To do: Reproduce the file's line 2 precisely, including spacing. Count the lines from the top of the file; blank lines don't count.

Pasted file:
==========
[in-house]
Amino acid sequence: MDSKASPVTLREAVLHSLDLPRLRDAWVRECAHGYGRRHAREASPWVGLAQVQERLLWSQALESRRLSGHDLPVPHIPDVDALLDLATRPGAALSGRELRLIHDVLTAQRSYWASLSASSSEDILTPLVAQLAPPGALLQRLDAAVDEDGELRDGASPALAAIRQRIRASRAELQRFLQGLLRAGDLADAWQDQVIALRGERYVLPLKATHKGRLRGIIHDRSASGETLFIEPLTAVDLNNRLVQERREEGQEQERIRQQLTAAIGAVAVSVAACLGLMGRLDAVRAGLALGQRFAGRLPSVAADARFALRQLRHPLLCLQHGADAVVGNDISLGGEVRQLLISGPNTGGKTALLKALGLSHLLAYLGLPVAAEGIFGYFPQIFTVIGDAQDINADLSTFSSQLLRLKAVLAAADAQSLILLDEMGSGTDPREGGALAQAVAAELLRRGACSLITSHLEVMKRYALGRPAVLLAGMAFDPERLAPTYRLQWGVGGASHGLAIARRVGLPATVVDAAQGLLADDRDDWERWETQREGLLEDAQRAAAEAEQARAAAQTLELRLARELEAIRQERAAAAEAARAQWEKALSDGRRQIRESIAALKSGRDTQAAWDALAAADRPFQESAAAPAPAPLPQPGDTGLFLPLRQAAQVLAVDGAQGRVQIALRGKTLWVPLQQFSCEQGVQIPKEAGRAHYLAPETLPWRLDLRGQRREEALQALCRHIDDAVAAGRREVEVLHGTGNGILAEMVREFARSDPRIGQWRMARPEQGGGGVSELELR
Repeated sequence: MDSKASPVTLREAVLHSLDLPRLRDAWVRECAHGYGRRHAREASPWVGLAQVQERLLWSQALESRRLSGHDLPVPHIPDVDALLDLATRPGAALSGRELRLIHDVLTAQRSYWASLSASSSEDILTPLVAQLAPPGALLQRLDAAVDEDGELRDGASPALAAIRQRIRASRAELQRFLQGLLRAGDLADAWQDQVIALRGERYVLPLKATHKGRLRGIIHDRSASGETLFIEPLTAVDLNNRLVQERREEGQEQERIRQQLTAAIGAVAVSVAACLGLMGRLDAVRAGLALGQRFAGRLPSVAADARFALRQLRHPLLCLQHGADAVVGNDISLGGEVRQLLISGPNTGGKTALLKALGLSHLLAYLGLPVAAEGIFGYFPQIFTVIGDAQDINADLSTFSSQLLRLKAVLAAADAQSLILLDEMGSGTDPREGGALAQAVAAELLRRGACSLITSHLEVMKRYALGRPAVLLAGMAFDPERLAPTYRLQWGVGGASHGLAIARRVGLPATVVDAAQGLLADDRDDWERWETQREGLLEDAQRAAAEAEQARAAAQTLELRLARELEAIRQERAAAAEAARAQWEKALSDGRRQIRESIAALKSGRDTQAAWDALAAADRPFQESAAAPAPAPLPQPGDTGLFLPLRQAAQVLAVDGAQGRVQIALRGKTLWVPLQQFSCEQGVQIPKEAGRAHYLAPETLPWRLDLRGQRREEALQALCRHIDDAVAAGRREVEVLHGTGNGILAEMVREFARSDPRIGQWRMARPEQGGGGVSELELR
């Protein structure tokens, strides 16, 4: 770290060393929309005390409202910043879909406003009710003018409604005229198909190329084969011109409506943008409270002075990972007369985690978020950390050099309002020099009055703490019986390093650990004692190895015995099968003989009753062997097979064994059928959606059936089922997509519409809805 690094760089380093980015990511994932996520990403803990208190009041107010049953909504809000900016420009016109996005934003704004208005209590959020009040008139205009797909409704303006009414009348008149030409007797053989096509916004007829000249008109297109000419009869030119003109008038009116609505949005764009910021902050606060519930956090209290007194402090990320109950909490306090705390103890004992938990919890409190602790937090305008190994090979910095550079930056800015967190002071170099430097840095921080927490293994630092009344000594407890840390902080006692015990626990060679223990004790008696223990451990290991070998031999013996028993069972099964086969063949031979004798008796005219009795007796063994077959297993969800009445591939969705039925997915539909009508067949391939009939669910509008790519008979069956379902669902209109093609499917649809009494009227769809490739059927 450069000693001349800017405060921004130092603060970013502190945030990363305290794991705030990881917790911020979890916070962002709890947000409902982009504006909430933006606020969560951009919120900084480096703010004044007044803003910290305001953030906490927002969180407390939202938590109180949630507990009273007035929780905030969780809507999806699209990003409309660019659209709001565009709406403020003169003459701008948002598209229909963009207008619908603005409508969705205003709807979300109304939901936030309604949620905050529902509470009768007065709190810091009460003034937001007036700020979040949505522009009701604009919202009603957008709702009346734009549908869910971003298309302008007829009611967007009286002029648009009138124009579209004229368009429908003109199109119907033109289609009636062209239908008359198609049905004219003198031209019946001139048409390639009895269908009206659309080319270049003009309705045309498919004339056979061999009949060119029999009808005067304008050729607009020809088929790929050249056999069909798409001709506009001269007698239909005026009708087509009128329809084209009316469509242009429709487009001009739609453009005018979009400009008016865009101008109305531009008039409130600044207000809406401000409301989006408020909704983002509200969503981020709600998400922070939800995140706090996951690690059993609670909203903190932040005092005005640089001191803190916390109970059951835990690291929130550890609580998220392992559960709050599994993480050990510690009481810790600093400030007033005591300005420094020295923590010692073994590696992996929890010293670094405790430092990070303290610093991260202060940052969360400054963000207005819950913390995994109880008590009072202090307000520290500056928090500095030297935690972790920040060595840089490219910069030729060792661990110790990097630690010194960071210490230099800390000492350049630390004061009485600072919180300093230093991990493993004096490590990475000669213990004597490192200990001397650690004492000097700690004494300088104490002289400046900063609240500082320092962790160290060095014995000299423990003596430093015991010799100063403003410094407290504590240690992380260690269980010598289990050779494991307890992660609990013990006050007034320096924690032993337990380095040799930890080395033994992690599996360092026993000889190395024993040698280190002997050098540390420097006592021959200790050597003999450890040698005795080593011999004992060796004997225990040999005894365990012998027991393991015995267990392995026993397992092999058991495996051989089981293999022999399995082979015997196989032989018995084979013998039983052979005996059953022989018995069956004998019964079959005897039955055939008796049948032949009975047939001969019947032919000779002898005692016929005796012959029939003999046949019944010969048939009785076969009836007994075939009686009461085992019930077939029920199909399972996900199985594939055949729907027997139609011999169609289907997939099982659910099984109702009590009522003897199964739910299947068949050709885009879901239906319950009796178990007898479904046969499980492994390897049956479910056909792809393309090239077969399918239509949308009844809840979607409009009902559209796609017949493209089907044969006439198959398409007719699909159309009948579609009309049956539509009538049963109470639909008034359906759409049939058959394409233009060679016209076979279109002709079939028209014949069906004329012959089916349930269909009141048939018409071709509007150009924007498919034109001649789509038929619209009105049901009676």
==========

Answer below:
Amino acid sequence: MDSKASPVTLREAVLHSLDLPRLRDAWVRECAHGYGRRHAREASPWVGLAQVQERLLWSQALESRRLSGHDLPVPHIPDVDALLDLATRPGAALSGRELRLIHDVLTAQRSYWASLSASSSEDILTPLVAQLAPPGALLQRLDAAVDEDGELRDGASPALAAIRQRIRASRAELQRFLQGLLRAGDLADAWQDQVIALRGERYVLPLKATHKGRLRGIIHDRSASGETLFIEPLTAVDLNNRLVQERREEGQEQERIRQQLTAAIGAVAVSVAACLGLMGRLDAVRAGLALGQRFAGRLPSVAADARFALRQLRHPLLCLQHGADAVVGNDISLGGEVRQLLISGPNTGGKTALLKALGLSHLLAYLGLPVAAEGIFGYFPQIFTVIGDAQDINADLSTFSSQLLRLKAVLAAADAQSLILLDEMGSGTDPREGGALAQAVAAELLRRGACSLITSHLEVMKRYALGRPAVLLAGMAFDPERLAPTYRLQWGVGGASHGLAIARRVGLPATVVDAAQGLLADDRDDWERWETQREGLLEDAQRAAAEAEQARAAAQTLELRLARELEAIRQERAAAAEAARAQWEKALSDGRRQIRESIAALKSGRDTQAAWDALAAADRPFQESAAAPAPAPLPQPGDTGLFLPLRQAAQVLAVDGAQGRVQIALRGKTLWVPLQQFSCEQGVQIPKEAGRAHYLAPETLPWRLDLRGQRREEALQALCRHIDDAVAAGRREVEVLHGTGNGILAEMVREFARSDPRIGQWRMARPEQGGGGVSELELR